Gurinder Chadha asks Asians to make films on their issues

Indian-origin filmmaker Gurinder Chadha has called on the South Asian community in the UK to film more stories about themselves.

The 54-year-old director, who is behind films like 'Bend It Like Beckham' and 'Bride and Prejudice', was speaking at the 20th anniversary celebration of her debut feature 'Bhaji on the Beach' as part of the annual Tongues on Fire Film Festival here last evening.

"Making a career in film with Asian people in it is very hard. The only answer is to find different ways of telling our stories. Just pick up a camera and get it out there," she said addressing the largely student audience at the School of Oriental and African Studies (SOAS).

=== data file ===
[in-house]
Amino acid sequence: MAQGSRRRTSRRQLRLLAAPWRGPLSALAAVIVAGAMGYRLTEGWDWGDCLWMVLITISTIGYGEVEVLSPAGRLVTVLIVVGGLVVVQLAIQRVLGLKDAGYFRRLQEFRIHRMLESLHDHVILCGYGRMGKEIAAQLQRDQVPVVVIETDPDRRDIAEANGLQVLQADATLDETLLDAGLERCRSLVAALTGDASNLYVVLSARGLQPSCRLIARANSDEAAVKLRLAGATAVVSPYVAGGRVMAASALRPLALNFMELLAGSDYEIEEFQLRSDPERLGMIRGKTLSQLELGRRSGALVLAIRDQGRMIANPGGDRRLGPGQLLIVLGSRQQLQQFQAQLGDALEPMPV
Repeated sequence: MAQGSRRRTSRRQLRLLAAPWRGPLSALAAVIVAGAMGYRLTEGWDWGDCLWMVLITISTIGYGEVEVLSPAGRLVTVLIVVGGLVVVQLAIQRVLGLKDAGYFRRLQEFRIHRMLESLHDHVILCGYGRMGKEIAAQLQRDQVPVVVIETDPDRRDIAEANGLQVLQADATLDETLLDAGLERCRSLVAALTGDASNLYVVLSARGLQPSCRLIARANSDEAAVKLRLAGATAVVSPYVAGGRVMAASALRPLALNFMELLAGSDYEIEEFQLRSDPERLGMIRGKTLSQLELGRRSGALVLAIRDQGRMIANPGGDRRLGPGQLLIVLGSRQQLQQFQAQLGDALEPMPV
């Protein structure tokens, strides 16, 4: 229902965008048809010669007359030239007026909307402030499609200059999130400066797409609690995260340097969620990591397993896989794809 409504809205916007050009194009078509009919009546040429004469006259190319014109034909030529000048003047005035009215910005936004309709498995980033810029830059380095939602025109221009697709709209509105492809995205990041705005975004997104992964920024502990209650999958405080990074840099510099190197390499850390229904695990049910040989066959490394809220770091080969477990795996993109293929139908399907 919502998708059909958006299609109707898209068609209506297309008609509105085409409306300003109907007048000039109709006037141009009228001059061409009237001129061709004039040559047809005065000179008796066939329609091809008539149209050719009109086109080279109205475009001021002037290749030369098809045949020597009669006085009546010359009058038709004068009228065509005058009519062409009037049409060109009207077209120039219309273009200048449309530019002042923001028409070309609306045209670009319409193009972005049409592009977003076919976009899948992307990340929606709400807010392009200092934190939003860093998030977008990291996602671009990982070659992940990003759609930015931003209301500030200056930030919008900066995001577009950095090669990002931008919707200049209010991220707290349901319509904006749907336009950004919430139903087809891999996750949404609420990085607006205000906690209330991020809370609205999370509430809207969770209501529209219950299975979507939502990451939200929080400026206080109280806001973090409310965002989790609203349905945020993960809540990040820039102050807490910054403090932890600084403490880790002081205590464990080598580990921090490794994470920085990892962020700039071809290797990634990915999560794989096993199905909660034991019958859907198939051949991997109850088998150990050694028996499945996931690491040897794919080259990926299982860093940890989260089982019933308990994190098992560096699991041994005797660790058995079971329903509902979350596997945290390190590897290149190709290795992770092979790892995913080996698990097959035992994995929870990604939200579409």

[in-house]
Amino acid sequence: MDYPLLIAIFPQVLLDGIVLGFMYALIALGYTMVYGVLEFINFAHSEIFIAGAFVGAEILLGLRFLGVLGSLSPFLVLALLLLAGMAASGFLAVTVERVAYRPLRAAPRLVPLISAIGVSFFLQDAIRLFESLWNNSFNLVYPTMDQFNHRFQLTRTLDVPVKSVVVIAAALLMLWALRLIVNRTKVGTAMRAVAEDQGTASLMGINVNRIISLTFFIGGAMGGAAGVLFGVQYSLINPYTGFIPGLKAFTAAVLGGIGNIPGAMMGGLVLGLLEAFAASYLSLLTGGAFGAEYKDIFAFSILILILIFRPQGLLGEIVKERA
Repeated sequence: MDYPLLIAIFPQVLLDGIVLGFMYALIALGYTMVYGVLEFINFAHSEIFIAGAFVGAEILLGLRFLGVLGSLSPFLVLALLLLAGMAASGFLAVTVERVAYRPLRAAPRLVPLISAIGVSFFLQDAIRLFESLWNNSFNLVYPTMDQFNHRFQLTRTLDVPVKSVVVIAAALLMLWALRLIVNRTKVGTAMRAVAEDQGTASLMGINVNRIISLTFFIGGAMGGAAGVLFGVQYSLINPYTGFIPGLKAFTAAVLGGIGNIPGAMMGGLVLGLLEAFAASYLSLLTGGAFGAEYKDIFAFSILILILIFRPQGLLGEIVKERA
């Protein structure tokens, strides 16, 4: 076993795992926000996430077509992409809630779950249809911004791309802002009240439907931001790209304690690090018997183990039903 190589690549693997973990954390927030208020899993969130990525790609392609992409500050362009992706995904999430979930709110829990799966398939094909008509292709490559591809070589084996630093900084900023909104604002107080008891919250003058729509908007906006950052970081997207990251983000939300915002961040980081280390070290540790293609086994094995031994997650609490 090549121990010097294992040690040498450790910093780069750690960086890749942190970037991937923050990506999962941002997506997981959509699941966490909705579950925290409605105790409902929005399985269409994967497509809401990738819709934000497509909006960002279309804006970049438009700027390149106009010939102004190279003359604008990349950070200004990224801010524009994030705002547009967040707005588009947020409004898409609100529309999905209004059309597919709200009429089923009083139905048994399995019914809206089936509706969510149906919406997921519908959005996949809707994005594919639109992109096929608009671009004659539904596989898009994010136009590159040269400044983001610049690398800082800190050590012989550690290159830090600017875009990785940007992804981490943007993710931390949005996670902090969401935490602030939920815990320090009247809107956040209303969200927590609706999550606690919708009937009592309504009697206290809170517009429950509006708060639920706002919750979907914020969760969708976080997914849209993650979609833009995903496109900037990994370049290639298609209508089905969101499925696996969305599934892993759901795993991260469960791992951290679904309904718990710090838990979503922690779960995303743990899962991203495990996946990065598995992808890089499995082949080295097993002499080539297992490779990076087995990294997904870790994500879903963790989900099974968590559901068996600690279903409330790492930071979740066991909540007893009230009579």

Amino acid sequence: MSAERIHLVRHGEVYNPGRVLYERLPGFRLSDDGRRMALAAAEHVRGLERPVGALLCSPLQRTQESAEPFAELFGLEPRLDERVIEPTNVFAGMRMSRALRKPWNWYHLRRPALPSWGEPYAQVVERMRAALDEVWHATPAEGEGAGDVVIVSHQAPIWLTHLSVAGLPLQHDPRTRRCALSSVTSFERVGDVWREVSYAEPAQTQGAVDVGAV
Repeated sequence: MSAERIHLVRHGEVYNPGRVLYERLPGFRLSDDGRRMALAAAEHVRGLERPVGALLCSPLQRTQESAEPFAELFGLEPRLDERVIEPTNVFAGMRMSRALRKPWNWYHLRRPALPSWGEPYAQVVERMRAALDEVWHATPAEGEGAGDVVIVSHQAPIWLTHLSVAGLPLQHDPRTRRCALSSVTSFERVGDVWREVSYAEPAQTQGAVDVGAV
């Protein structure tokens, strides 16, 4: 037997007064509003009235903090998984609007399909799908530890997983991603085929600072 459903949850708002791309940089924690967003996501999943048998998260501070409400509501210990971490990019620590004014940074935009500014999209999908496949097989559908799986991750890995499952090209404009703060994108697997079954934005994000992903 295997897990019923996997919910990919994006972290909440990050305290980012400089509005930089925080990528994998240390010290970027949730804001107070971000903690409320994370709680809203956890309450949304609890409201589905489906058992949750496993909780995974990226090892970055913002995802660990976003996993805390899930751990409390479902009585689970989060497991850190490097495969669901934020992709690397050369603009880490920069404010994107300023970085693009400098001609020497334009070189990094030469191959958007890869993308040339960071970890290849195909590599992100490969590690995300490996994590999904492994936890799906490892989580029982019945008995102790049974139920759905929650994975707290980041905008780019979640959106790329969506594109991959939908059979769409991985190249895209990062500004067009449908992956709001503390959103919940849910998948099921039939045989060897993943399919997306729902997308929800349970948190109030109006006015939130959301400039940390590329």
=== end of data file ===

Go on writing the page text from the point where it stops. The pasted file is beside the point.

Her thoughts were echoed by fellow filmmaker and actor Meera Syal, who wrote the screenplay of 'Bhaji on the Beach' – credited as the first film to bring British Asian issues on to the big screen.

"I can't believe it has been over 20 years since I and the film's director, Gurinder, sent our little film out into the world not knowing how it would be received but proud that we had created a film which finally put South Asian women's lives into mainstream cinema," she said.

"We had so much to say and had been silent for so long: domestic violence, inter-racial relationships, teenage pregnancy, middle ages loveless marriages, Bombay modernity versus British Asians in a bubble; they are all in there and more in our little film with a big heart," she added.

The fundraiser screening, held to mark International Women's Day, was co-organised by the charity Oxfam alongside a newly-formed UK-based women's network, the Asian Circle.

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